54 General Algorithm for Decoding Form Data 1. determine the request method (GET or POST) by checking REQUEST_METHOD environment variable 2. If the protocol is GET, read the QUERY_STRING variable and/or the extra path information from PATH_INFO 3. If the protocol is POST, determine the size of the request using CONTENT_LENGTH, and read that amount of data from standard input 4. Split the query string on the "&" character, which separates key-value pairs, (the format is key=value&key=value) 5. decode the hexadecimal and "+" charactes in each key-value pair 6. create a key-value table with the key as the index.

55 Code to Check For GET and POST methods #!/usr/usc/bin/perl $request_method = $ENV{‘REQUEST_METHOD’}; if ($request_method eq “GET) {$form_info=$ENV{‘QUERY_STRING’}; } else { $size_of_form_info=$ENV{‘CONTENT_LENGTH’}; read(STDIN, $form_info, $size_of_form_info); } ($field_name, $input) = split (/=/, $form_info); #field_name will contain the name of the user input, $input the value that was entered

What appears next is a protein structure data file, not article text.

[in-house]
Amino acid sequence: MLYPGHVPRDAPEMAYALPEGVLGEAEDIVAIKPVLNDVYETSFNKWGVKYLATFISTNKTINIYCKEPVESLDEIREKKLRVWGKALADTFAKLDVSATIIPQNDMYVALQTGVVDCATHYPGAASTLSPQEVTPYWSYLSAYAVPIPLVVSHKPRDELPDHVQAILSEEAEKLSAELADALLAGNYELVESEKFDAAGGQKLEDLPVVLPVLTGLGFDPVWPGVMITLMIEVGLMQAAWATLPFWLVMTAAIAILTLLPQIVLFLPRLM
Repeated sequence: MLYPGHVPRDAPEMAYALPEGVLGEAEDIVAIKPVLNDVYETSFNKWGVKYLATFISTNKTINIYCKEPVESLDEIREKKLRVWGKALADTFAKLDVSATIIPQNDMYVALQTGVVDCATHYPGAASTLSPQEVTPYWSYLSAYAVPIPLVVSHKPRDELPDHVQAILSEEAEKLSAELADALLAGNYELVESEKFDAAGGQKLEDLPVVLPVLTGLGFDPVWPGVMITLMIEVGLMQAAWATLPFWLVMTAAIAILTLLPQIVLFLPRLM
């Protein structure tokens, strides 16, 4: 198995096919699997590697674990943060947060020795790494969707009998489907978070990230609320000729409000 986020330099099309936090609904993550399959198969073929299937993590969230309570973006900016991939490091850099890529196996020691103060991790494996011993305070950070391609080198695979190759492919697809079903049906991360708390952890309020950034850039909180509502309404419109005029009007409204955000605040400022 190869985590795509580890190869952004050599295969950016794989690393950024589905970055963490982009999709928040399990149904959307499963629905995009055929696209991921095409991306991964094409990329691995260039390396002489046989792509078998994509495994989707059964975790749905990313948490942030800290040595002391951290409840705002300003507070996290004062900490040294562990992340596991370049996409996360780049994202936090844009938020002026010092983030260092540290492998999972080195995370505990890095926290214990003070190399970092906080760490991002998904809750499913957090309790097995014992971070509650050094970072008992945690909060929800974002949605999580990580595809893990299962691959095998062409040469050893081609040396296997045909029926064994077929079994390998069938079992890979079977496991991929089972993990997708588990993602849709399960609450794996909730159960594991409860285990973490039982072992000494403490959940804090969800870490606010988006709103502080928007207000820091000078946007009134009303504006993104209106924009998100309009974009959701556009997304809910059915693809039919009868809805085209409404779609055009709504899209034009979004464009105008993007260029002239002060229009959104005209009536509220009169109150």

56 - Printing Command Line Arguments #!/perl5/bin/perl.exe #!/usr/usc/bin/perl #Perl script to print CGI inputs print "Content-type: text/html\n\n"; print " \n"; print " Show CGI Inputs \n"; print " "; print " Show CGI Inputs: \n"; print " Command Line Arguments: \n"; $j=1; foreach $a (@ARGV) { print "arg$j: $a \n"; $j=$j+1; } Show where your Perl interpreter resides output MIME type ARGV is an array whose elements are the arguments on the command line

57 - Printing Environment Variables (contd) print " "; print " Environment Variables: \n"; print "SERVER_SOFTWARE = $ENV{'SERVER_SOFTWARE'} \n"; print "SERVER_NAME = $ENV{'SERVER_NAME'} \n"; print "GATEWAY_INTERFACE = $ENV{'GATEWAY_INTERFACE'} \n"; print "SERVER_PROTOCOL = $ENV{'SERVER_PROTOCOL'} \n"; print "SERVER_PORT = $ENV{'SERVER_PORT'} \n"; print "REQUEST_METHOD = $ENV{'REQUEST_METHOD'} \n"; print "HTTP_ACCEPT = $ENV{'HTTP_ACCEPT'} \n"; print "PATH_INFO = $ENV{'PATH_INFO'} \n"; print "PATH_TRANSLATED = $ENV{'PATH_TRANSLATED'} \n";